A Rock In Your Shoe

May 2, 2013

A little while after Charlie died, a girl I volunteered with at the Ronald McDonald House shared her idea with me about the grieving process. She had lost her 5 year old to Cancer a few years earlier so she had experience and was already a member of the “Moms of Angels” club.

She said grieving was much like a rock in your shoe.

And you can’t get it out. Can’t take the shoe off and shake it out. It is there and always will be.

At first it cuts into your heel and ball of your foot causing you to bleed and be in pain. Then after a little while, you can wiggle it around and get it into a spot where you can’t feel it too much.

But every now and then something will happen and make that rock get under the heel of your foot – causing you to bleed and be in pain. So you go through life with this rock in your shoe that sometimes causes you a lot of pain and sometimes is just “there”.

I thought that was very interesting at the time. And now I know that it is very true.

I attended a visitation for a friend’s stepdad about 5 years later at the funeral home where Charlie was. I remember our visitation almost too vividly. I remember greeting hundreds of people (seriously, like 500) – local friends and friends who had driven several hours or had flown in for our 24 day old baby’s funeral. It was very humbling. I had been in that room for various visitations over the last 5 years with very little pain. But tonight for some reason when I walked in the room, I felt physically ill. Like I might throw up. I remember feeling that way the first time I went in the church where we had his service (my home church) and that morning they just happened to have a baptism and sang “Jesus Loves Me”. Again, I felt physically ill.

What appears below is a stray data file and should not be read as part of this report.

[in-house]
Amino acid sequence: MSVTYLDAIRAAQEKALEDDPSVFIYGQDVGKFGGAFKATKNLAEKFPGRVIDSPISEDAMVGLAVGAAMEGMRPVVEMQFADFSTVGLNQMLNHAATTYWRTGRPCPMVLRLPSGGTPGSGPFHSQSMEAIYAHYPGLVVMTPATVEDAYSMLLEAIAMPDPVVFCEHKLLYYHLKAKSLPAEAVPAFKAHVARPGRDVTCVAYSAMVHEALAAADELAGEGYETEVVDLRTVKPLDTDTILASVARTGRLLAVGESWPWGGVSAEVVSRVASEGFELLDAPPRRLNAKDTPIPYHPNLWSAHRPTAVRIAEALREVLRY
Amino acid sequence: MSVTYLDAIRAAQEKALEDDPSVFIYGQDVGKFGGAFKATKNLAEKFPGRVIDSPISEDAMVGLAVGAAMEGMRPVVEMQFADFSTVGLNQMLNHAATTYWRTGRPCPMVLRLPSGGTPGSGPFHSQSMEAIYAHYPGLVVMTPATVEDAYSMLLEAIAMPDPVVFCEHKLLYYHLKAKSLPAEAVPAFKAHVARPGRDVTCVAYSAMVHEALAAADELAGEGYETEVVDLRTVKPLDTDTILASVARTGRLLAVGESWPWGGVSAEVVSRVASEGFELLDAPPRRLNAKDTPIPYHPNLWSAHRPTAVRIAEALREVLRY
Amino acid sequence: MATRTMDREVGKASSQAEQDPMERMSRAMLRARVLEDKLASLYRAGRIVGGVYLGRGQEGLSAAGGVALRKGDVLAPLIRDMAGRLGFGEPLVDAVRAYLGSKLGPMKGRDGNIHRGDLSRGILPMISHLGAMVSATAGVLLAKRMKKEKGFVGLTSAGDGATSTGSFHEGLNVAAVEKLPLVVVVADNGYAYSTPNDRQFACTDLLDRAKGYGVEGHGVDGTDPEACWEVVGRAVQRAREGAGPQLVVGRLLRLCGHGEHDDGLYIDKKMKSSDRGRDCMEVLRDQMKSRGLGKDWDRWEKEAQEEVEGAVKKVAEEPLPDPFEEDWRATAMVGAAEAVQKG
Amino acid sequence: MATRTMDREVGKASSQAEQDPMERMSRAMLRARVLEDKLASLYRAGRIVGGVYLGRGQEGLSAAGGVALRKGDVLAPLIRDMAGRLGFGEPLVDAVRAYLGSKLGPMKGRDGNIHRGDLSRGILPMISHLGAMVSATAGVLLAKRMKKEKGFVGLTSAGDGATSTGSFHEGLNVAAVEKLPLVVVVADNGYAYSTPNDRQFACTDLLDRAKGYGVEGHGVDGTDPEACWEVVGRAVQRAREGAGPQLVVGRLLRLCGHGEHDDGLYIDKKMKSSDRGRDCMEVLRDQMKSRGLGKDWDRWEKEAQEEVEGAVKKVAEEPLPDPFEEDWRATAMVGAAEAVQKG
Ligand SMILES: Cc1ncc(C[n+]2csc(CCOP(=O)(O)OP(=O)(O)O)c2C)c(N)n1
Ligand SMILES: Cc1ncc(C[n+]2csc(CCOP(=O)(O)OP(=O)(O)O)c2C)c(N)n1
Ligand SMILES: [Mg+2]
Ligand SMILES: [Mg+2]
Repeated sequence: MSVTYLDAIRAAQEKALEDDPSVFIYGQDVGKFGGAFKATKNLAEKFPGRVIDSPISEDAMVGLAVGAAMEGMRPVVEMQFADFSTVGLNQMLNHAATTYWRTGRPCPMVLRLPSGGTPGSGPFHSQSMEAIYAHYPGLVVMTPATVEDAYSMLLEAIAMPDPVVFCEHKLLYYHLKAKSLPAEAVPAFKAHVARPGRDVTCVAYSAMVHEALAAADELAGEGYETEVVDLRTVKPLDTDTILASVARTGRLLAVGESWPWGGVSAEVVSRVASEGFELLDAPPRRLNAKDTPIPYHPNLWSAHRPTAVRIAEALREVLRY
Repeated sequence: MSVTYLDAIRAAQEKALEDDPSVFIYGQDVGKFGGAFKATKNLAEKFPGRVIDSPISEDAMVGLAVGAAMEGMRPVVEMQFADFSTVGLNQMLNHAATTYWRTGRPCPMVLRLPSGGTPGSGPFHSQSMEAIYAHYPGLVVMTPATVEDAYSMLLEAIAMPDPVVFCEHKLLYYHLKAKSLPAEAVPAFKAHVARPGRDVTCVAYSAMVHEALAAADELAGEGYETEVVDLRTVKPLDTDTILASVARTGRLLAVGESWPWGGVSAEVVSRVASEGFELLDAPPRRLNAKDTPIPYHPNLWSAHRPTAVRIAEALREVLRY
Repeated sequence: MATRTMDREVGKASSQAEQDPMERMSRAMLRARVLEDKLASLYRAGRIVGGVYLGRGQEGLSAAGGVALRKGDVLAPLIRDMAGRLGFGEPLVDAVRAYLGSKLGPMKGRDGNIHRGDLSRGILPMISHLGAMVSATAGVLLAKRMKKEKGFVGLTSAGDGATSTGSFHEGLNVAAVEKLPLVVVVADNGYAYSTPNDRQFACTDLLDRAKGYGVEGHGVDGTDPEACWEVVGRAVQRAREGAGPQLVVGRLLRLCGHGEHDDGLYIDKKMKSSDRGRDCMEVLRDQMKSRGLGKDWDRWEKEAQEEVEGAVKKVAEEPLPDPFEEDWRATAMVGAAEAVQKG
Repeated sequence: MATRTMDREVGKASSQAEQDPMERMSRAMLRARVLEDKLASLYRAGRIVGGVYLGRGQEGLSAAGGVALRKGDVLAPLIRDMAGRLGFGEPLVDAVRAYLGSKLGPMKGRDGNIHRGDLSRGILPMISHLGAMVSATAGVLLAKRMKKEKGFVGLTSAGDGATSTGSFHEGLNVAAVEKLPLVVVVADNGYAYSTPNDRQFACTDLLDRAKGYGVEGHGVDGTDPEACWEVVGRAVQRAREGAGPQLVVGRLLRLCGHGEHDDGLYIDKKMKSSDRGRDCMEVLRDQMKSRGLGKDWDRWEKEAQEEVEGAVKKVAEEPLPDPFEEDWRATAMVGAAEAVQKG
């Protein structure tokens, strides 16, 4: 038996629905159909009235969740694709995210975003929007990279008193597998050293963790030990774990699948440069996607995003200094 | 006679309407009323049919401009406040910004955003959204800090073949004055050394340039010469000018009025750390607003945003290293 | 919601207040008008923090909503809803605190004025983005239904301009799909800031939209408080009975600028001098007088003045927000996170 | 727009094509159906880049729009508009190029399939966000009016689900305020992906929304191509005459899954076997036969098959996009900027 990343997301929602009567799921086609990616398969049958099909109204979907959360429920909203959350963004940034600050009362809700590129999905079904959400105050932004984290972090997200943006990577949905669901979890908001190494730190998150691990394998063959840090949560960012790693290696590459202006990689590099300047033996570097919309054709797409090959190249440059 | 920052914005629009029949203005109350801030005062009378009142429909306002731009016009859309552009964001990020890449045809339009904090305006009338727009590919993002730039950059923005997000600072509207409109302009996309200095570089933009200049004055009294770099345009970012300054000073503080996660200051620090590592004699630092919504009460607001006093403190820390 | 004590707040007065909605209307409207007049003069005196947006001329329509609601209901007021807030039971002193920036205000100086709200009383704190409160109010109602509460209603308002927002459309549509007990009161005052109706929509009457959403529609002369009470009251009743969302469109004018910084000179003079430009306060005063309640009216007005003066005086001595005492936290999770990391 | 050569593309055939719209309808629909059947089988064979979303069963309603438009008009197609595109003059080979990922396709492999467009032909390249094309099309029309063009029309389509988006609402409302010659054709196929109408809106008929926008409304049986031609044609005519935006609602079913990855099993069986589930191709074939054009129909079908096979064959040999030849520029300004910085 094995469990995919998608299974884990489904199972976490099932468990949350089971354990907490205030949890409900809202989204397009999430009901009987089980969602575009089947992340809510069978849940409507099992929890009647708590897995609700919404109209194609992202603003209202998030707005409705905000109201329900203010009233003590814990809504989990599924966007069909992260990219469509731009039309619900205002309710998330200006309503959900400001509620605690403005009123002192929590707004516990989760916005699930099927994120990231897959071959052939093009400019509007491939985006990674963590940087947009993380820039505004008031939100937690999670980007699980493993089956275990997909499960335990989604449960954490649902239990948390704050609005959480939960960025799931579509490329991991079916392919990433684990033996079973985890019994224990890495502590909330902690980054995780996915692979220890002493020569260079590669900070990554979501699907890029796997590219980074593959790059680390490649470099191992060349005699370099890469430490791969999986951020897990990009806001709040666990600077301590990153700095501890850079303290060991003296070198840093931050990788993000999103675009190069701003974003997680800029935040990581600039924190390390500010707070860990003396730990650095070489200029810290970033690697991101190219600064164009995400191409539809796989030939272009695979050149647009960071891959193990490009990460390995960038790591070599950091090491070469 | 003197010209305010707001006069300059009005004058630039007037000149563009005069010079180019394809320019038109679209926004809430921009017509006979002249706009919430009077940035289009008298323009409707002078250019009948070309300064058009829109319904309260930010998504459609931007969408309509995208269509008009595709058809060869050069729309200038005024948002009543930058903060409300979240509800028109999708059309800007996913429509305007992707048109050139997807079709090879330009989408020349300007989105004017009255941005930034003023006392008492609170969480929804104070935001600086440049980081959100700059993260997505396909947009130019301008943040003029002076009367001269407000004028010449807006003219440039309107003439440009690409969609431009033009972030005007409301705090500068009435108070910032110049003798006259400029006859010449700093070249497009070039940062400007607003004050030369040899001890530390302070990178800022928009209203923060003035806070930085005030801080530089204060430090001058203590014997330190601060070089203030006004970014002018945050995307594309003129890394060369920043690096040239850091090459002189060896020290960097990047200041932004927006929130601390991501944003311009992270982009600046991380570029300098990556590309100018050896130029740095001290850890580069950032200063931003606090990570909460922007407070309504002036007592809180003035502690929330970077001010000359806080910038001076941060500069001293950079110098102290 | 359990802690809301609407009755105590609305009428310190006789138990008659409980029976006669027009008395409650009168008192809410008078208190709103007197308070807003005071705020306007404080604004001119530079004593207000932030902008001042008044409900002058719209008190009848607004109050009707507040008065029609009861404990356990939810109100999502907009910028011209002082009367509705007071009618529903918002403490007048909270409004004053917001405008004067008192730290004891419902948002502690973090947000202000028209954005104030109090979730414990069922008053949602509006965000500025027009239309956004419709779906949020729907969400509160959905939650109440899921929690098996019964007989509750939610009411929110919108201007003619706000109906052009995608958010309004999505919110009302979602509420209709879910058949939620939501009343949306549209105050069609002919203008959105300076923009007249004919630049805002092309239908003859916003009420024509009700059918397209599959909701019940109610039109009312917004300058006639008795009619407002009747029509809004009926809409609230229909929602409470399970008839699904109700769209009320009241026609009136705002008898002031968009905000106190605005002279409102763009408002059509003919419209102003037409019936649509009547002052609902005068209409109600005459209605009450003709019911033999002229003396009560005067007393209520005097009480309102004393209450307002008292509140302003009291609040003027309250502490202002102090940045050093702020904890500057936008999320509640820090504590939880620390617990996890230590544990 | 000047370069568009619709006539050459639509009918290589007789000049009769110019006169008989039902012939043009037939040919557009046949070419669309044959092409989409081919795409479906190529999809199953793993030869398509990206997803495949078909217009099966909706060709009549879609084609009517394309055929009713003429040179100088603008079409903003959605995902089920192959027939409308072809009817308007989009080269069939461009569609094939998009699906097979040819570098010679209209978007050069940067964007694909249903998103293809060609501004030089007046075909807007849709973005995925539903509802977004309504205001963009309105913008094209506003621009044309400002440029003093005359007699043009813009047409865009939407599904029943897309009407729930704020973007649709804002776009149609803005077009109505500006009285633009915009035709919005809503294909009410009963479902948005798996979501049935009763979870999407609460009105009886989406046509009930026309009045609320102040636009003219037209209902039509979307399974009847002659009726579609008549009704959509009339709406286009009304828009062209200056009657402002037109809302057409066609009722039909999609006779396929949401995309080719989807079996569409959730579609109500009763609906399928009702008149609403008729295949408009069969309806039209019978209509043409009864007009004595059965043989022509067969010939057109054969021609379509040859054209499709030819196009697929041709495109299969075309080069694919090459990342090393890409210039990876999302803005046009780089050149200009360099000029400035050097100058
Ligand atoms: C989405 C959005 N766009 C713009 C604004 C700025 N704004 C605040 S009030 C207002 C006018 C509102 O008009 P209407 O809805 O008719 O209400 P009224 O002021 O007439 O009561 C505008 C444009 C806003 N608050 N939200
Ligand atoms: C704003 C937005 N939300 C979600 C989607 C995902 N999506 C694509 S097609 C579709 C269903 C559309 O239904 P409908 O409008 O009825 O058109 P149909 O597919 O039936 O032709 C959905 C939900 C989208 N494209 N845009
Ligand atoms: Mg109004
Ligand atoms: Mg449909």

You never know what is going to trigger one of those “Moments” and the moment might not make you cry and get all emotional or anything, but it puts a knot in your stomach and makes your hands shake and just makes you feel that rock in your shoe.

But I’ll be able to wiggle it back out of the way and go for a little while until it decides to get under my heel again. This is how we are able to go on.

  • An Auburn football fanatic and bourbon lover, Jana Anthoine is a true Southern Belle who thinks writing is so much better for her soul than paying a therapist. After the death of her first son in 2003, she opened up her heart to help others who are grieving and to advocate for Group B Strep awareness, with her husband and son as her biggest supporters. She has also served on local boards for the Ronald McDonald House of Central Georgia and the Children’s Hospital at the Medical Center of Central Georgia. In addition to being a contributor to Project: Underblog and full time plant salesperson, Jana writes about life, loss, and laughter at jana’s thinking place and in shorter snippets on Twitter.

    Prev Post Next Post